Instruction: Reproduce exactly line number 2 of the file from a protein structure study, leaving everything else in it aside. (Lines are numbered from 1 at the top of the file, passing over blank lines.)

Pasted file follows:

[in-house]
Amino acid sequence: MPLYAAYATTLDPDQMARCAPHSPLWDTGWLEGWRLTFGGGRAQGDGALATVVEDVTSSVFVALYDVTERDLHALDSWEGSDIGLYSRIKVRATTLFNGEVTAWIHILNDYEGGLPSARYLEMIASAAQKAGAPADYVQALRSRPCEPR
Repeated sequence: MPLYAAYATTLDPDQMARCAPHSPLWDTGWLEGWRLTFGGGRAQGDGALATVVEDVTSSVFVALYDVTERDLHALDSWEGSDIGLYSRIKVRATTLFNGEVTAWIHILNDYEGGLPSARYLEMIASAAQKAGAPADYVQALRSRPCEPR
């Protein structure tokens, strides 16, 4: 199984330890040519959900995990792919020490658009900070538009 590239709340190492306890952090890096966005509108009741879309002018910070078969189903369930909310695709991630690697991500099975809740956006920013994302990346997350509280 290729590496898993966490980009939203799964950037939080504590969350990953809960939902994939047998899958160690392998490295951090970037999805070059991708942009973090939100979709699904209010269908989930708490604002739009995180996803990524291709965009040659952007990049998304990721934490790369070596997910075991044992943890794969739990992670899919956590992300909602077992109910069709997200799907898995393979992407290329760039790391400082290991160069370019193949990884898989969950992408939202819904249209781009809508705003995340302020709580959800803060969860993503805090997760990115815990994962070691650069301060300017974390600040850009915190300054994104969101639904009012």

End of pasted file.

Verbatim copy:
Amino acid sequence: MPLYAAYATTLDPDQMARCAPHSPLWDTGWLEGWRLTFGGGRAQGDGALATVVEDVTSSVFVALYDVTERDLHALDSWEGSDIGLYSRIKVRATTLFNGEVTAWIHILNDYEGGLPSARYLEMIASAAQKAGAPADYVQALRSRPCEPR